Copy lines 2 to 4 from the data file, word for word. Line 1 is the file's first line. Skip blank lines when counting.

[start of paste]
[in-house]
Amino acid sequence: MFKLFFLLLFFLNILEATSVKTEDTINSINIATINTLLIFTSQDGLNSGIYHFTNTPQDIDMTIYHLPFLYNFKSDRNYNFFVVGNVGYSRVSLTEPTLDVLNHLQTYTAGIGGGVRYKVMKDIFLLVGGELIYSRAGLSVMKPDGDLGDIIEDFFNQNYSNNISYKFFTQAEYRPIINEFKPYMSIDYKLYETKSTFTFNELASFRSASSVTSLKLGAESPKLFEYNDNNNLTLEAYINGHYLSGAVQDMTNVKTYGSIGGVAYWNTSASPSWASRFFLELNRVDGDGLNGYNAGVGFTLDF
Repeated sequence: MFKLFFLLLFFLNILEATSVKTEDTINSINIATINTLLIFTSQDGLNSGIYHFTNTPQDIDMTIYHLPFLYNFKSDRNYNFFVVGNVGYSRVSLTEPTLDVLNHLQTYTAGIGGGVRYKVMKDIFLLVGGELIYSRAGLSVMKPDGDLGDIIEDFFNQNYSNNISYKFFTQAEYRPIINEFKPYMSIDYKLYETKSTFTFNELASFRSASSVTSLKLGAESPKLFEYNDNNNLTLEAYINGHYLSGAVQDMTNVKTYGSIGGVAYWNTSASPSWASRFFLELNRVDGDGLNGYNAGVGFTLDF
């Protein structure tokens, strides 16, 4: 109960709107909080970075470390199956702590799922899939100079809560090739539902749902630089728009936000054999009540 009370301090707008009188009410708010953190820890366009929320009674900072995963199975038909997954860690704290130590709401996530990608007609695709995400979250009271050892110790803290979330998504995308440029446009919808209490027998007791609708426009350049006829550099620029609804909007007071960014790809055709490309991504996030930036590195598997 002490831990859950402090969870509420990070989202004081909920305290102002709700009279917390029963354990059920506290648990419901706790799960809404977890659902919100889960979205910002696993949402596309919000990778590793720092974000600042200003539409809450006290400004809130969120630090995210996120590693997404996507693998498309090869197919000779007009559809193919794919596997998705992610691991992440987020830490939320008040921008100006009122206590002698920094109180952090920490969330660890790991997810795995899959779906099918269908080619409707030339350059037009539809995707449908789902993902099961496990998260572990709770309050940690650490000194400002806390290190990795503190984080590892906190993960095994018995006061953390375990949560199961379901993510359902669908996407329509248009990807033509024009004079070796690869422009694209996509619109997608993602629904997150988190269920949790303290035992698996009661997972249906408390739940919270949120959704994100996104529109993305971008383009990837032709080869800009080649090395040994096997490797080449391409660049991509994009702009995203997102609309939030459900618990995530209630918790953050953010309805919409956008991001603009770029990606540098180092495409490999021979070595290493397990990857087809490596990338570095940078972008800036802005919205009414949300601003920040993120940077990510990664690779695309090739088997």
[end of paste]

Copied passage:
Amino acid sequence: MFKLFFLLLFFLNILEATSVKTEDTINSINIATINTLLIFTSQDGLNSGIYHFTNTPQDIDMTIYHLPFLYNFKSDRNYNFFVVGNVGYSRVSLTEPTLDVLNHLQTYTAGIGGGVRYKVMKDIFLLVGGELIYSRAGLSVMKPDGDLGDIIEDFFNQNYSNNISYKFFTQAEYRPIINEFKPYMSIDYKLYETKSTFTFNELASFRSASSVTSLKLGAESPKLFEYNDNNNLTLEAYINGHYLSGAVQDMTNVKTYGSIGGVAYWNTSASPSWASRFFLELNRVDGDGLNGYNAGVGFTLDF
Repeated sequence: MFKLFFLLLFFLNILEATSVKTEDTINSINIATINTLLIFTSQDGLNSGIYHFTNTPQDIDMTIYHLPFLYNFKSDRNYNFFVVGNVGYSRVSLTEPTLDVLNHLQTYTAGIGGGVRYKVMKDIFLLVGGELIYSRAGLSVMKPDGDLGDIIEDFFNQNYSNNISYKFFTQAEYRPIINEFKPYMSIDYKLYETKSTFTFNELASFRSASSVTSLKLGAESPKLFEYNDNNNLTLEAYINGHYLSGAVQDMTNVKTYGSIGGVAYWNTSASPSWASRFFLELNRVDGDGLNGYNAGVGFTLDF
């Protein structure tokens, strides 16, 4: 109960709107909080970075470390199956702590799922899939100079809560090739539902749902630089728009936000054999009540 009370301090707008009188009410708010953190820890366009929320009674900072995963199975038909997954860690704290130590709401996530990608007609695709995400979250009271050892110790803290979330998504995308440029446009919808209490027998007791609708426009350049006829550099620029609804909007007071960014790809055709490309991504996030930036590195598997 002490831990859950402090969870509420990070989202004081909920305290102002709700009279917390029963354990059920506290648990419901706790799960809404977890659902919100889960979205910002696993949402596309919000990778590793720092974000600042200003539409809450006290400004809130969120630090995210996120590693997404996507693998498309090869197919000779007009559809193919794919596997998705992610691991992440987020830490939320008040921008100006009122206590002698920094109180952090920490969330660890790991997810795995899959779906099918269908080619409707030339350059037009539809995707449908789902993902099961496990998260572990709770309050940690650490000194400002806390290190990795503190984080590892906190993960095994018995006061953390375990949560199961379901993510359902669908996407329509248009990807033509024009004079070796690869422009694209996509619109997608993602629904997150988190269920949790303290035992698996009661997972249906408390739940919270949120959704994100996104529109993305971008383009990837032709080869800009080649090395040994096997490797080449391409660049991509994009702009995203997102609309939030459900618990995530209630918790953050953010309805919409956008991001603009770029990606540098180092495409490999021979070595290493397990990857087809490596990338570095940078972008800036802005919205009414949300601003920040993120940077990510990664690779695309090739088997």